http://www.barrreport.com/showthread.php/10722-Victor-HPT-100-regulator

    This particular one looks to be used or surplus. So a quick check on ebay is in order for those of you who want to risk buying used. You can save a bunch of money, though if you find a functioning regulator over there. Worth a shot.
     
    #9 Matt F., Sep 24, 2013
    Last edited by a moderator: Sep 24, 2013
  10. Tom Barr

    Tom Barr Founder
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    1. HTP 100 Victor(same size as the medalist series)

    2. 1/4-1/8 reducing

    3. Brass MPT 1/8" elbow

    4. Burket brass solenoid

    5. Needle Valve: the Ideal with the vernier handle are nice, but cost a fair amount. Fabco seems a bit cheap to me.

    6. Clippard makes cheaper Brass check valves.

    7. Brass 1/8" FPT and 3/16" barbed end(better than those 3 piece lock one tubing arrays, PITA to add and remove tubing, cheaper too)
    1/8" is too small, the higher pressures will loosen it and leak. 3/16 takes some work, but hot water and the microwave works super.
    Also a good way to clean Tygon food grade tubing also, 30 sec in the microwave kills algae and anything else.

    8. Rio or similar powerhead to a reactor housing. Feed CO2 into the powerhead's suction side. Add dual venturi loop and pre set height to degas the chamber if it drops below a pre set volume height.
     
  11. Tom Barr

    Tom Barr Founder
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    1. HTP 100 Victor(same size as the medalist series)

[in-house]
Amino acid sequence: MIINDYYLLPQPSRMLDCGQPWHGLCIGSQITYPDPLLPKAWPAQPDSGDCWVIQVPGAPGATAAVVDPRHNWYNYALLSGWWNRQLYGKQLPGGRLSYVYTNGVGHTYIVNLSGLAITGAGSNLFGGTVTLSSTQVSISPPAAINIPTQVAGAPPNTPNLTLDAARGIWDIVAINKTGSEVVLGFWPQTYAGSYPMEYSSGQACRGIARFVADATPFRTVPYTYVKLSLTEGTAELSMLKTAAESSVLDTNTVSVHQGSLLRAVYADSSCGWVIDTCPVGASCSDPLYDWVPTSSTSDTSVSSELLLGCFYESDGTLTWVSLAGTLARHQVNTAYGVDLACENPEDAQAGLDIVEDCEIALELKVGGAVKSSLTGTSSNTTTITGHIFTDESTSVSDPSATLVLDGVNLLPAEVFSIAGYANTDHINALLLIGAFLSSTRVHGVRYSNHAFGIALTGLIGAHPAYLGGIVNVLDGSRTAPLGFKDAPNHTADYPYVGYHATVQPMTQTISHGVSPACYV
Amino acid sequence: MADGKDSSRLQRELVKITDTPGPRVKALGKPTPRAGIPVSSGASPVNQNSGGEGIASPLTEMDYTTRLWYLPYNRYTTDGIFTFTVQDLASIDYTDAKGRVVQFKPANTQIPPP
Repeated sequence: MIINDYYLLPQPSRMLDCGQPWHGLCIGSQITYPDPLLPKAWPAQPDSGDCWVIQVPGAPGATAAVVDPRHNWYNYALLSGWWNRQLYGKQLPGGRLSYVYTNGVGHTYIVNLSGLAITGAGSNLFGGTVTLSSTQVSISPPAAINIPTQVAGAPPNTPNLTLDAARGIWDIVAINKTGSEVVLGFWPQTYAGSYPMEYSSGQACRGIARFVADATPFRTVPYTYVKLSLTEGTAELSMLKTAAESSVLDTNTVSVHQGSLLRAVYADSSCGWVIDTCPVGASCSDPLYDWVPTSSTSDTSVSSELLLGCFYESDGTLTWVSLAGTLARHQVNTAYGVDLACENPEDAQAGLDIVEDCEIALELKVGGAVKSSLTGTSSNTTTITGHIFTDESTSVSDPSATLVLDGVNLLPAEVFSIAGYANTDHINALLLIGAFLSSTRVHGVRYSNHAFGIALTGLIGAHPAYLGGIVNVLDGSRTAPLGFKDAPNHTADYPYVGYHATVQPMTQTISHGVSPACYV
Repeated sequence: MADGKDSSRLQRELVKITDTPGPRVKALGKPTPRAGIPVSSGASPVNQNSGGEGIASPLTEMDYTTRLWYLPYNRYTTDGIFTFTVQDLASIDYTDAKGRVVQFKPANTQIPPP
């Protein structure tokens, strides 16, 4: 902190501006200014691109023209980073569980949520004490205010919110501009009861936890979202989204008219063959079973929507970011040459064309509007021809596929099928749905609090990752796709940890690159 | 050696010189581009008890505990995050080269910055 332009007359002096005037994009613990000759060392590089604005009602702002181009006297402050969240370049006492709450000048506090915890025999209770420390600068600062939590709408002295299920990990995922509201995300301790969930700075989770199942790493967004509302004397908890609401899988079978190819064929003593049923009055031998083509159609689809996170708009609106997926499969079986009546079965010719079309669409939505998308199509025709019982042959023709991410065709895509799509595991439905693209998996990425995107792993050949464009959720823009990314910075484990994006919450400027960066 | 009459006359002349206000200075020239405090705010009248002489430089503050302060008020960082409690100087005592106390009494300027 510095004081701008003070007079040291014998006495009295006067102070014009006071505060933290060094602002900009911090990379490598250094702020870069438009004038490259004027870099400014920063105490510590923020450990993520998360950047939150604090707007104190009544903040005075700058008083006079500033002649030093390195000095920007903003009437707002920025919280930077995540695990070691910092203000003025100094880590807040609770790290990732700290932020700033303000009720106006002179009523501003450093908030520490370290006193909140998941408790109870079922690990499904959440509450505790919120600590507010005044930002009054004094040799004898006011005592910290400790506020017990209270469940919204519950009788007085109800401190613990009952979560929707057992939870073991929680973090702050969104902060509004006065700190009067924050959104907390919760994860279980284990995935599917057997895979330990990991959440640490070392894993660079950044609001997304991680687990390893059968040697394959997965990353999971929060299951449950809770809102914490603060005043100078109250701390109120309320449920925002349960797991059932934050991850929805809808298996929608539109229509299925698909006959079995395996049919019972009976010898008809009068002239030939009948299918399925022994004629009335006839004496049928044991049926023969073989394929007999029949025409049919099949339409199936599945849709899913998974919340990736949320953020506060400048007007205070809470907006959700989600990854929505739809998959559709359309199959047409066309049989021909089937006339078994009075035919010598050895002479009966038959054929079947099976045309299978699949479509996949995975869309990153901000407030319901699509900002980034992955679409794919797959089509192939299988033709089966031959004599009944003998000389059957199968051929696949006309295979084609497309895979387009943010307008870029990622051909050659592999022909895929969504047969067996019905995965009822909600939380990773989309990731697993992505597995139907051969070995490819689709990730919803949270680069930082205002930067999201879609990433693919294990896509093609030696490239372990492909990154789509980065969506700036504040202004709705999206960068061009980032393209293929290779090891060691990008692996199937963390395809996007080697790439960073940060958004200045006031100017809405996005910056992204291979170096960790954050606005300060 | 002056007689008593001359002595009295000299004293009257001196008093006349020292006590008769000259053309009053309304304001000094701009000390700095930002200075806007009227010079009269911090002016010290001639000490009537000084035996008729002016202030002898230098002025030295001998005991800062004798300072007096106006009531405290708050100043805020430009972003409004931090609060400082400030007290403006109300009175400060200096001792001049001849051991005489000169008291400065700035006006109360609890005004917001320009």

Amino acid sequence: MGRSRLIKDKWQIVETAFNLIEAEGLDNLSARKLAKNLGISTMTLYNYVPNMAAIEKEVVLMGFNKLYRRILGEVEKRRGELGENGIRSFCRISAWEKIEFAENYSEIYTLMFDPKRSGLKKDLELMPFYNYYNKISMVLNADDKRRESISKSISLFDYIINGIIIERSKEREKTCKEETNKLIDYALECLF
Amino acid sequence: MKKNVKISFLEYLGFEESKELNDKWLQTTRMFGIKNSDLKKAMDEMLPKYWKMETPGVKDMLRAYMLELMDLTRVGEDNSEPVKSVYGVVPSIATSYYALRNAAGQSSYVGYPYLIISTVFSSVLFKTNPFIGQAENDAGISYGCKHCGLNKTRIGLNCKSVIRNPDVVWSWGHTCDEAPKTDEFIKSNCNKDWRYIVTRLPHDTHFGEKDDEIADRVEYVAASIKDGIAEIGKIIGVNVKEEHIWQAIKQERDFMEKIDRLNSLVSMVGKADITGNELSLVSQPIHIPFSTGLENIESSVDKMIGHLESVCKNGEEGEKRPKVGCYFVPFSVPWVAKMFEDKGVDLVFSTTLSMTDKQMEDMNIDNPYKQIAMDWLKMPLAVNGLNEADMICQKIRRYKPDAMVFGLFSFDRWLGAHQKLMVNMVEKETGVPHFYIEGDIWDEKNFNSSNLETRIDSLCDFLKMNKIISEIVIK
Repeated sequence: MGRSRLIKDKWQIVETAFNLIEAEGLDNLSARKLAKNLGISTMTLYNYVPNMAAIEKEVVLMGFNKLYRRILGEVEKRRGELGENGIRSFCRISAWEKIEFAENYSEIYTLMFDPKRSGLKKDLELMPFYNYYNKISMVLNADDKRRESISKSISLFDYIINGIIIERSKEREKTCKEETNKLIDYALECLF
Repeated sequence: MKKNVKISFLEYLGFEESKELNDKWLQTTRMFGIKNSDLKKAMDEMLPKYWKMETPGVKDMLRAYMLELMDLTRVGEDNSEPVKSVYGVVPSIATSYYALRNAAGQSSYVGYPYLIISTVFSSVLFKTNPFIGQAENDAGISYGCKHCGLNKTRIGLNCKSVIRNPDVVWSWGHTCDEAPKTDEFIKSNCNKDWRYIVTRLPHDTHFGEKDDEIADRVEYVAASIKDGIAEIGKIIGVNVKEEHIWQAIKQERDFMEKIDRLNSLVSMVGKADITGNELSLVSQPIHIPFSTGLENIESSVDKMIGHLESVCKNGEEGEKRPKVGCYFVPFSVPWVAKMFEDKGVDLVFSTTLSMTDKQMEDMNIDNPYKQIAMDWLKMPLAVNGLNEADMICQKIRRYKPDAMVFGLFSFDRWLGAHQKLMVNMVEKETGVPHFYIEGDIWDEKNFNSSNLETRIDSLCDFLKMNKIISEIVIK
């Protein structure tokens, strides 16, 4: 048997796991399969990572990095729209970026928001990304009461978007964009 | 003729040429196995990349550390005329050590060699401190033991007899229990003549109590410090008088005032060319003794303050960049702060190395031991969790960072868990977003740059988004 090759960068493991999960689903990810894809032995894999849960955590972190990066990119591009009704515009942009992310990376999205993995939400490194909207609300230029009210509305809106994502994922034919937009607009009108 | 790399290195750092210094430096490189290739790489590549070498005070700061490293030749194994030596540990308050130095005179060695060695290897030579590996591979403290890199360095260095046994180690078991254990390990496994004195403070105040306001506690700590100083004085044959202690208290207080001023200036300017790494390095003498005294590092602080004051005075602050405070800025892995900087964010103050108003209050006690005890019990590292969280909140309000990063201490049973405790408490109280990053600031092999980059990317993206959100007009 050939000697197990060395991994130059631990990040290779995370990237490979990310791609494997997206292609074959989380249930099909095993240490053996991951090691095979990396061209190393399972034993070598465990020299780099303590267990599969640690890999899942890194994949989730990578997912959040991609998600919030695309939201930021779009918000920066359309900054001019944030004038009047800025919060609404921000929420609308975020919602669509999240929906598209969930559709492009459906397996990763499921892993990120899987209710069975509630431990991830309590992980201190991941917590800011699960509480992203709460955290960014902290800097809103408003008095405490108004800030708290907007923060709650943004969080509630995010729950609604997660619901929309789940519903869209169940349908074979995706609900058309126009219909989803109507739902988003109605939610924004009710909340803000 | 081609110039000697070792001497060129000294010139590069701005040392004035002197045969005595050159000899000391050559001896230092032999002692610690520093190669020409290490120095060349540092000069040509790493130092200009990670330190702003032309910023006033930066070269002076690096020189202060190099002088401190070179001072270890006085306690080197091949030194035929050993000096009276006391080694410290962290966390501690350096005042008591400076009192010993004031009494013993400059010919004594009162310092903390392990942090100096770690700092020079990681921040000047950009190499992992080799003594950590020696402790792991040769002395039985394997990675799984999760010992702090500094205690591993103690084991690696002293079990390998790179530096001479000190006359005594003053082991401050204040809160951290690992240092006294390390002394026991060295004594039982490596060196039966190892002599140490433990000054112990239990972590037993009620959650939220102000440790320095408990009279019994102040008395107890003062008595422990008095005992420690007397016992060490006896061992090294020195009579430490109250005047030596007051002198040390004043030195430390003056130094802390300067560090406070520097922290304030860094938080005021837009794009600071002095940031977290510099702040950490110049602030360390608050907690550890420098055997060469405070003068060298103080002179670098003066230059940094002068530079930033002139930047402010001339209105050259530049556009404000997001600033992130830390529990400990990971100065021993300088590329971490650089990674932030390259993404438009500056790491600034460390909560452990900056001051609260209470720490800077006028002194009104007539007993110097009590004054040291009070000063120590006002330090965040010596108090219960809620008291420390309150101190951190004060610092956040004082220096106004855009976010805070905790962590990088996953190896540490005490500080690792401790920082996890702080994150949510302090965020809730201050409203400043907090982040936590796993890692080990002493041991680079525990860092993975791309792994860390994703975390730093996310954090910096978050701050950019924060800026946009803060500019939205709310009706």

2. 1/4-1/8 reducing

    3. Brass MPT 1/8" elbow

    4. Burket brass solenoid

    5. Needle Valve: the Ideal with the vernier handle are nice, but cost a fair amount. Fabco seems a bit cheap to me.

    6. Clippard makes cheaper Brass check valves.

    7. Brass 1/8" FPT and 3/16" barbed end(better than those 3 piece lock one tubing arrays, PITA to add and remove tubing, cheaper too)
    1/8" is too small, the higher pressures will loosen it and leak. 3/16 takes some work, but hot water and the microwave works super.
    Also a good way to clean Tygon food grade tubing also, 30 sec in the microwave kills algae and anything else.

    8. Rio or similar powerhead to a reactor housing. Feed CO2 into the powerhead's suction side. Add dual venturi loop and pre set height to degas the chamber if it drops below a pre set volume height.
     
  12. Matt F.

    Matt F. Lifetime Charter Member
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    That's another way to do it. As you know I prefer the Swagelok check valve (as redundancy) and tube adapters (ferrules, tube inserts and all). Had issues with clippard check valves. I also use an ADA in-line check valve.


     
    #12 Matt F., Sep 24, 2013
    Last edited by a moderator: Sep 24, 2013
  13. oldpunk

    oldpunk Guru Class Expert

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    aquarium

    I don't agree with the comment about the swagelok tube fittings. What could be easier than just busting out a wrench and giving the fitting a quick turn? Just as easy to re-install. It sucks in my opinion to have to yank tubing off a barb. To each his own...
     
  14. Tom Barr

    Tom Barr Founder